“[T]he grant of leave to amend the pleadings pursuant to Rule 15(a) is within the discretion of the trial court, ” Zenith Radio Corp. v. Hazeltine Research, Inc., 401 U.S. 321, 330 (1971), and the Tenth Circuit will not reverse the court's decision “absent an abuse of discretion.” Wessel v. City of Albuquerque, 299 F.3d 1186, 1197 (10th Cir. 2002) (internal quotation marks omitted). Under Rule 15, courts “should freely give leave [to amend] when justice so requires.” Fed.R.Civ.P. 15(a)(2). “The liberal granting of motions for leave to amend reflects the basic policy that pleadings should enable a claim to be heard on its merits.” Calderon v. Kan. Dept. of Soc. & Rehab. Servs., 181 F.3d 1180, 1186 (10th Cir. 1999). The purpose of the Rule is to provide litigants “the maximum opportunity for each claim to be decided on its merits rather than on procedural niceties.” Hardin v. Manitowoc-Forsythe Corp., 691 F.2d 449, 456 (10th Cir. 1982). Denial of leave is generally justified only for “undue delay, undue prejudice to the opposing party, bad faith or dilatory motive, failure to cure deficiencies by amendments previous allowed, or futility of amendment.” Frank v. U.S. West, Inc., 3 F.3d 1357, 1365 (10th Cir. 1993).

         Dismissal for Failure to State a Claim

         In its review of the complaint (whether the operative complaint or the proposed amended complaint), the Court must accept as true all well-pleaded factual allegations and view them in the light most favorable to the plaintiff. SEC v. Shields, 744 F.3d 633, 640 (10th Cir. 2014). “To survive a motion to dismiss, a complaint must contain sufficient factual matter, accepted as true, to state a claim to relief that is plausible on its face.” Ashcroft v. Iqbal, 556 U.S. 662, 678 (2009) (internal quotation marks omitted). A claim is plausible when the plaintiff “pleads factual content that allows the court to draw the reasonable inference that the defendant is liable for the misconduct alleged.” Id. A pleading that offers only “labels and conclusions” or “a formulaic recitation of the elements of a cause of action” does not meet this standard. Id. (internal quotation marks omitted). See Tellabs, Inc. v. Makor Issues & Rights, Ltd., 551 U.S. 308, 322 (2007) (“[O]nly if a reasonable person could not draw . . . an inference [of plausibility] from the alleged facts would the defendant prevail on a motion to dismiss.”).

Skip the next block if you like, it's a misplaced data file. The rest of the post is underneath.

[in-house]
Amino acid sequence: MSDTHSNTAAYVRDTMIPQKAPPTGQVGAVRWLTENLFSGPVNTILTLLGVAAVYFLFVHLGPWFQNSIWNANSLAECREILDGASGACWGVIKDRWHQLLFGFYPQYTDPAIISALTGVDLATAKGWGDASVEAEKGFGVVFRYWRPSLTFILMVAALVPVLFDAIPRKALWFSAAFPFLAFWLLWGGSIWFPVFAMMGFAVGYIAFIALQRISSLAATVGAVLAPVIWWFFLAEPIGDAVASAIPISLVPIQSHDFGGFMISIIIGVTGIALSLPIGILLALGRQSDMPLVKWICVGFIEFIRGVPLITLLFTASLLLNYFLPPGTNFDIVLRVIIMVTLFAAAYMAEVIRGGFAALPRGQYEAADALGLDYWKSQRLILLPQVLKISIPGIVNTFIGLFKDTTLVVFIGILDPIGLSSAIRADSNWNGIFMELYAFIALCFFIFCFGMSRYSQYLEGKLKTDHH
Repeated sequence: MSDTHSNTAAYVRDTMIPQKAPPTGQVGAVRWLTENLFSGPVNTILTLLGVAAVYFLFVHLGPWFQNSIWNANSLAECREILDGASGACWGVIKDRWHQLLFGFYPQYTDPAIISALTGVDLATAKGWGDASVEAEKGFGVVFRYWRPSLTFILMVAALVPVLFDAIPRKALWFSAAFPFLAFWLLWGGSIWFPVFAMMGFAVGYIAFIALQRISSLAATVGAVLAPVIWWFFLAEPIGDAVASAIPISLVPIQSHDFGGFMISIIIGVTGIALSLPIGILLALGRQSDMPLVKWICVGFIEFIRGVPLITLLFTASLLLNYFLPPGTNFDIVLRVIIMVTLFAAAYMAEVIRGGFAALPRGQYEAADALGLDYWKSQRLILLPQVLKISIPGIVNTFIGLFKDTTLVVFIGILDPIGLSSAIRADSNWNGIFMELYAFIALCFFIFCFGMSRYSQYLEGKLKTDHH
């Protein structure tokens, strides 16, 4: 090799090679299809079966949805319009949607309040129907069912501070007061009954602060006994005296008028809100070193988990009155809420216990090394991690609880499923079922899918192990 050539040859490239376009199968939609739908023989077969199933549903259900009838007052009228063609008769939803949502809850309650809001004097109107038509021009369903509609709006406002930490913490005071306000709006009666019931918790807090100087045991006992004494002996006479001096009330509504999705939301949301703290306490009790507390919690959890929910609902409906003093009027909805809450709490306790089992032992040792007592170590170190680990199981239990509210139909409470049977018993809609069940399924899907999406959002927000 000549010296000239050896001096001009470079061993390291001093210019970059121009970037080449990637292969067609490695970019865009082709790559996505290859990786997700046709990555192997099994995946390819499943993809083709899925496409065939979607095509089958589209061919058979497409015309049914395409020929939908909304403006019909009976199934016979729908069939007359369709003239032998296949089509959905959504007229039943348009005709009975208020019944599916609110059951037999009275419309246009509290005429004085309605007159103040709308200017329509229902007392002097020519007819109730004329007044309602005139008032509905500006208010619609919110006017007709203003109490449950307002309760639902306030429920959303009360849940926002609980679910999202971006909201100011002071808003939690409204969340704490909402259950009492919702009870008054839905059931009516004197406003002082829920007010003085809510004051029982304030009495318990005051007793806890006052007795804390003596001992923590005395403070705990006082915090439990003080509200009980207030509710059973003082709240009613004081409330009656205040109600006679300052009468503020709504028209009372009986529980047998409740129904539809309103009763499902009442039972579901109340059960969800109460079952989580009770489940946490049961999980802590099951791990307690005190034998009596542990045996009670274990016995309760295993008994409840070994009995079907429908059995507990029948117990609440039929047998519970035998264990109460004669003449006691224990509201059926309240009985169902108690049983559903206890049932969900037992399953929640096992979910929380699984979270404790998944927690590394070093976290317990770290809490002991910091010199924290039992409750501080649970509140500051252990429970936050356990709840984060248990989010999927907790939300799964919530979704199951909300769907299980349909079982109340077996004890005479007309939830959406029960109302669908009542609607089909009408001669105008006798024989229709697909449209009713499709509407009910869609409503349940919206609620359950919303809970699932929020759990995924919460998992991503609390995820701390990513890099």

I. Motion to Strike

         Under Fed.R.Civ.P. 15(a), an amended complaint may be filed without first obtaining Court authorization only under certain circumstances. The Rule provides in pertinent part that leave of Court is not required if the amended pleading is filed within 21 days after service of the pleading to be amended, see Fed. R. Civ. P. (a)(1)(A), or 21 days after either the filing of a responsive pleadings or service of a motion under Fed. R .Civ. P. 12(b)(6), “whichever is earlier.” See Fed. R. Civ. P. 15(a)(1)(B). The Rule provides that, in “all other cases, a party may amend its pleading only with the opposing party's written consent or the court's leave.” Fed.R.Civ.P. 15(a)(2).

         In this case, Plaintiff's “Second Amended Complaint” [Doc. 21] was not filed until September 12, 2017, far more than 21 days after both service of the original complaint and service of the Defendants' motion to dismiss. Plaintiff failed to meet the deadline for filing an amended complaint without first obtaining leave of court to do so. Accordingly, to the extent the “Second Amended Complaint” [Doc. 21] seeks to amend the original ...

Buy This Entire Record For $7.95

Download the entire decision to receive the complete text, official citation,
docket number, dissents and concurrences, and footnotes for this case.

Learn more about what you receive with purchase of this case.